To help find your lost pet, here are a few other ideas to consider:
Before you find yourself in my friend’s situation with a lost pet, take proactive steps, such as collar and id tags, microchip, and regularly checking your gates and fences for closure and holes. Also, be vigilant when opening the doors of your home as well as the gates in your yard. And, if your pet does go missing, do everything you can, employ all types of actions, to get your furry friend back home.
One of the reasons people give for leaving their pets at animal shelters or surrendering them to rescue groups is “I’m moving” or “My landlord won’t let me have a pet.” Being separated from one’s animal is heartbreaking, both pet and owner grieve. I’ve volunteered and worked with enough animal rescue and shelter organizations to know how such separation impacts people and animals.
I was recently approached by a fellow pet-lover and writer about contributing to my blog regarding this subject. She’s written a piece about pet-friendly housing, and I agreed to link to her article.
As March dawns and spring draws ever closer, many people consider moving. Therefore, this is a good time to remind those who rent that it’s important to find out as much in advance as possible if the landlord allows pets. If the new place you’re considering is NOT pet-friendly and you have pets, re-consider moving there; search for pet-friendly accommodations. In some areas, you may find buying your own small place a wiser move, both financially and pet-wise. If purchasing your own place is not an option, consider your renting options.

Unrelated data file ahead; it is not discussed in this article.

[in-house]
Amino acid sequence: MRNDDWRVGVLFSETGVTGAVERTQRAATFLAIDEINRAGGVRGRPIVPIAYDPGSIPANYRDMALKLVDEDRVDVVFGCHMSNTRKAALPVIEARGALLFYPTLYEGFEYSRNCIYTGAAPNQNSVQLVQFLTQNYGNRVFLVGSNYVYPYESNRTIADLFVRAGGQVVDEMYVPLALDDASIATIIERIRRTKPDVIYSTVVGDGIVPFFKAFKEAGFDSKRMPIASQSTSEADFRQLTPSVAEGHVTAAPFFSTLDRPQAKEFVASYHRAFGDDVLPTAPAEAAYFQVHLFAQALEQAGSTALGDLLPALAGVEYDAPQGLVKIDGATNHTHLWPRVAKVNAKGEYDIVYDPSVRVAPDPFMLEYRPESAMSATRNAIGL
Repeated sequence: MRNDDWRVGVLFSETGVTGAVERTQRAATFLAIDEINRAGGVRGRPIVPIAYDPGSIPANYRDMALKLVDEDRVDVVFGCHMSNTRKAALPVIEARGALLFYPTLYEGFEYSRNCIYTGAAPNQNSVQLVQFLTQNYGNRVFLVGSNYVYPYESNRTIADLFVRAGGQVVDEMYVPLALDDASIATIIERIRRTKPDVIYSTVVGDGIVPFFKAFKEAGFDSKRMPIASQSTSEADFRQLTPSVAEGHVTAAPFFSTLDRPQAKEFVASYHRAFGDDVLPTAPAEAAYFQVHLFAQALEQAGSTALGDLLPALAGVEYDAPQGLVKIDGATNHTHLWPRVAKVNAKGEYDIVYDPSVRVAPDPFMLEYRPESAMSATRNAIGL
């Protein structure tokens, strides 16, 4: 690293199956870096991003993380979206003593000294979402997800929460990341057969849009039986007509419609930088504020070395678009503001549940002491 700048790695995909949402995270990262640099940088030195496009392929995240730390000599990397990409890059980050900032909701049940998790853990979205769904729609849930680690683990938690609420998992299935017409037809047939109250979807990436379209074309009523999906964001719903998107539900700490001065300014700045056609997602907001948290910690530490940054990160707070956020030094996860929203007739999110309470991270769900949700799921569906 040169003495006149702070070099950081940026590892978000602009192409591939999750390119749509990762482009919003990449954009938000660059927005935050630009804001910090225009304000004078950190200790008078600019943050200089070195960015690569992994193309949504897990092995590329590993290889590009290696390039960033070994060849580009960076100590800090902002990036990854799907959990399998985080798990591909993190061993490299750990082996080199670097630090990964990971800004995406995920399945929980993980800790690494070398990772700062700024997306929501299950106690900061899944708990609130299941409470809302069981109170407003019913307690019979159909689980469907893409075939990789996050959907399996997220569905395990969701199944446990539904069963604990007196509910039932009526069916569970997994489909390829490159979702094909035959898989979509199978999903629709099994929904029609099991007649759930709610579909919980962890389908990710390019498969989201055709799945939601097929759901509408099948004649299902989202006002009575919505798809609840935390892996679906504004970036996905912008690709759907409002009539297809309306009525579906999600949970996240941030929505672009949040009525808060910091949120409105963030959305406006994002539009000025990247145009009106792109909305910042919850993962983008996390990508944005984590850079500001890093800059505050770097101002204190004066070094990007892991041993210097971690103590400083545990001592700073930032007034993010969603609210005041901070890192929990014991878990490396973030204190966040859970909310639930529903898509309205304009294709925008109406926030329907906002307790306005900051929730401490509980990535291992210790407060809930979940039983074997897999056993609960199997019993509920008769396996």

Read this article written by Rebekah May regarding pet-friendly housing and options you may have as a pet parent. The article begins with these thoughts:
Not only is moving a stressful situation, owning pets only serves to compound the hassle. Pet friendly rentals are increasingly harder to come by for pet owners.
Visit this site to read the remainder of her article:
February is Spay/Neuter Awareness Month and the last day of the month is considered World Spay Day. Every year millions of dogs and cats, puppies, and kittens go into animal shelters, and sadly, a lot of them die in those shelters. If more companion animals were spayed or neutered, the number of litters of puppies and kittens would decrease, and therefore, so, too, would the numbers of animals killed in shelters each year.